Human technology is undoubtedly getting more powerful every year, and our destructive potential is no exception. The Cold War notion of ‘mutually assured destruction‘ was unthinkable for most of human history, as was the ability to fundamentally alter the climate of the planet on which we rely. As the capabilities of our technologies continue to grow, what are the ways in which we become increasingly able to bring about our own demise as a species?
Martin Rees and Huw Price of the University of Cambridge and the Skype founder Jaan Tallinn teamed up to investigate and mitigate that very possibility. In founding the Centre for the Study of Existential Risk at Cambridge University, they explain their motivation:
Many scientists are concerned that developments in human technology may soon pose new, extinction-level risks to our species as a whole. Such dangers have been suggested from progress in AI, from developments in biotechnology and artificial life, from nanotechnology, and from possible extreme effects of anthropogenic climate change. The seriousness of these risks is difficult to assess, but that in itself seems a cause for concern, given how much is at stake.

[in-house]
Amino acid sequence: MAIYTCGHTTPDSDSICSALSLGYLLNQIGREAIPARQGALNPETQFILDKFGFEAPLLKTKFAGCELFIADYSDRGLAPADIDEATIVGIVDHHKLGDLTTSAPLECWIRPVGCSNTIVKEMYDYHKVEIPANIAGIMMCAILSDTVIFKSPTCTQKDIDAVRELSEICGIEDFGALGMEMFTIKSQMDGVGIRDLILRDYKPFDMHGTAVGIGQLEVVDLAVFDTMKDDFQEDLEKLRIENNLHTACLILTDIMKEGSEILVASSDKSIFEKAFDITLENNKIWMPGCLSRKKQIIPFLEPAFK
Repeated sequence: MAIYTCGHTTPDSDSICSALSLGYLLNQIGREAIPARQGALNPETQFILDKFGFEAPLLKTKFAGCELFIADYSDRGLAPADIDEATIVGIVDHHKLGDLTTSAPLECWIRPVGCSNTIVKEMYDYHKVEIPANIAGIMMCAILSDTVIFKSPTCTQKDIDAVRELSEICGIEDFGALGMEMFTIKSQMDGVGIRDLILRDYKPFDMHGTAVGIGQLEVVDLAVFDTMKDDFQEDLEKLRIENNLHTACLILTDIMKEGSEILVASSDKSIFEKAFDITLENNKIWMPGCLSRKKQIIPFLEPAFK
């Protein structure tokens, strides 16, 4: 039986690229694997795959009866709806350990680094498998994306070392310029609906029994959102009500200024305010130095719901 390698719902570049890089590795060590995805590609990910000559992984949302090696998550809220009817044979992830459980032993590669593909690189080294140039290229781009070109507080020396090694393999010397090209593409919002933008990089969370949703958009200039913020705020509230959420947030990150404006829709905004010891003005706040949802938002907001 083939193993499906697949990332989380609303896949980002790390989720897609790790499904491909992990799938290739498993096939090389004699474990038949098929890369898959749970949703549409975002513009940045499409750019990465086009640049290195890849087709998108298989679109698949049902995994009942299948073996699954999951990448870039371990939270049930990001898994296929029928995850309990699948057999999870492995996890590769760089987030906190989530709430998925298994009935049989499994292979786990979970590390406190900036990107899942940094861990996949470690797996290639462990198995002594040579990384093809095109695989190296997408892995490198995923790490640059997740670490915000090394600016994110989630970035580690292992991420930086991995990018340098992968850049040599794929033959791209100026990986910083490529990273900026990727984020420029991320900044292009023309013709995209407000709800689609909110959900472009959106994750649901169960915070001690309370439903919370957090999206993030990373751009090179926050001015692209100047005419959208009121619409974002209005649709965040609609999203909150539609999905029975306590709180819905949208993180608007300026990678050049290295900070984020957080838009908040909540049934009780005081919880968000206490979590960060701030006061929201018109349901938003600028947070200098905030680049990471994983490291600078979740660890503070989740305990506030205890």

Rees, Huw and Tallinn agree that scientists need to pay more attention to this issue. The long-term future of humanity is at stake, and we need to understand more clearly the power that we wield in the modern world, and how to avoid using it destructively. The issue can, in fact, be extended beyond our own species. As Stewart Brand concluded his summary of co-founder Martin Rees’ SALT talk:
Now that we are stewards of this planet, we are responsible for maintaining life’s possibilities in this cosmic neighborhood.
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